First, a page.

How to Add More Value to your Program by Eliminating Dumb Stuff
I want you to do this next.
If you actually put your list together, you were probably a little overwhelmed by all of the things that you have to do or that you could do.
I get it. I was overwhelmed at first as well.
But, here’s the thing.
Not all tasks on that list are created equal.
There are things on that list that need to get done to keep the program running.
There are other tasks that are program builders.
A lot of stuff on your master list is busy work (dumb stuff) that probably doesn’t even need to get done at all.
As you know coach, you rise and fall in this profession by the value and results you provide.
In this article, I want to help you narrow down that master list that you created next week to make sure we are spending a good chunk of our days focused on building our programs and not getting sucked into or distracted by stupid stuff.
You are probably familiar with the Pareto principle. The Pareto principal states that 20% of a person’s effort generates 80% of the person’s results.
If you are not getting the results you want, you are probably spending too much time doing the wrong things.
Let’s put an end to that.
Your challenge is to distinguish the right 20% from the trivial many things you could do.
Do this, take out your master list.
Determine what 20% of the work gives 80% of the return.
These activities could be building relationships with recruits, making phone calls to parents, sending emails to recruits, managing your current team, etc. They are your unique discipline or distinctive skills and abilities that distinguish you from other staff members.
Here are a few questions taken from John Maxwell’s book Developing the Leader within You that should get you started:
Make a list of the tasks that you are working on today, this week, and in the near future.
Place each task next to the appropriate category below.
¬ List of things to do now (High Importance/High Urgency). Tackle these tasks first;
¬ List of things to do (High Importance/Low Urgency). Set deadlines for completion and get these tasks worked into your daily routine
¬ List of things to delegate (Low Importance/High Urgency). Find quick, efficient ways to get this work done without much personal involvement. Delegate it.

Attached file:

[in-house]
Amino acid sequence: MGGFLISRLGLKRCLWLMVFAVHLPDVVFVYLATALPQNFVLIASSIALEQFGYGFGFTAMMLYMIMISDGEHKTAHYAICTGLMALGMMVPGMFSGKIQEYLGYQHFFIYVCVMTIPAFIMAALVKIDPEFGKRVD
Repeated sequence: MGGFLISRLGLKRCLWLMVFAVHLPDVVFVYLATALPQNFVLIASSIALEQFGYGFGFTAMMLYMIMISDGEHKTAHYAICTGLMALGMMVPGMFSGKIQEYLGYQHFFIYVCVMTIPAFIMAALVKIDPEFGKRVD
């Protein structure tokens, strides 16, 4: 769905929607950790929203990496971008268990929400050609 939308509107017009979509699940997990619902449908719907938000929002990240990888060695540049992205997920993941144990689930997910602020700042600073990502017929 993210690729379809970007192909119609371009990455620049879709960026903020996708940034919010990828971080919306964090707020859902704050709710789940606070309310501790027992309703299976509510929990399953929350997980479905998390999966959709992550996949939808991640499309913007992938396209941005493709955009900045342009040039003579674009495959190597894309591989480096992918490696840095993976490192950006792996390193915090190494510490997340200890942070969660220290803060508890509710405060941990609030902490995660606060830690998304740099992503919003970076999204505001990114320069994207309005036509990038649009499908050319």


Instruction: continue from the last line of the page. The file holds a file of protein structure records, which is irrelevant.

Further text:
¬ Low Importance/Low Urgency: Busy or repetitious work. Delegate it.
Staff/Team Oversight and Leadership Development
¬ Determine which people are the top 20% producers. Start by making a list of everyone on your team.
¬ For each individual, ask yourself, if this person takes a negative action against me or withdraws his or her support from me, how big will the impact be?”
¬ If their absence would hinder your ability to function, put a check mark next to that name.
¬ When you finish making the check marks, you will have marked between 15 and 20 percent of the names. These are the vital relationships that need to be developed and given the proper amount of resources to grow your program.
¬ Meet one-on-one with the people you checked above.
¬ Spend 80 percent of your “people time” with the top 20%
¬ Spend 80 percent of your personal development dollars on the 20%
Sit down and spend the time to find out how this principle applies within almost every aspect of your program, and you have the power to set the vital priorities which will mean the difference between failure, survival, and success.
This principle will save you time, effort, money and resources, and take you further down the road to success.
Knowing what your high-payoff activities are and actually doing them, however, are two very different things.
Many studies that I have read over the past several years have shown that the average American worker spends only 50-60 percent of the workday on activities specified in her or her job description. That means that workers waste 40-50 percent of their time on low-payoff activities, tackling things that others with less skill or training should be doing. Are you in this category coach?
By disciplining yourself to clearly identify your high-payoff activities, and then by filling your calendar with those things and appropriately delegating, delaying, or dropping the low-payoff activities, you can and will get more productive things done everyday, reduce your stress, and increase your happiness.
To help coaches do this every single day, I created my Busy Coach Planner. All you need to do is follow the prompts every day to ensure that high priority things end up getting worked on and prioritized every day. I walk you though it in the planner but also provide extra training on how to set yourself up for success every day.
The more time you spend doing the high-payoff activities, the more value you will bring to your team, program, and staff. By disciplining yourself to clearly identify your high-payoff activities, and then by filling your calendar with those things and appropriately delegating, delaying, or dropping the low-payoff activities, you can and will get more high-payoff activities done every day, reduce your stress, and increase your happiness.
To your success,
On June 26th, I will be doing a Recruiting Made Simple call about setting up a system to recruit your current team. You can take RMS for a test drive for $1 and then it is $19 to stay month by month. Cancel anytime. If you’re not getting the recruiting results you want, you need better systems.
Recruiting Made Simple
This month in Recruiting Made Simple we will be going over How to get recruits to un-ghost you! To get the recording and all of the best practices, processes, and templates I provided, click the image to join. You will not only get access to the un-ghosting stuff we do this month, but you will get 6 months worth of recruiting emails, templates, interviews, and processes to make your recruiting easier.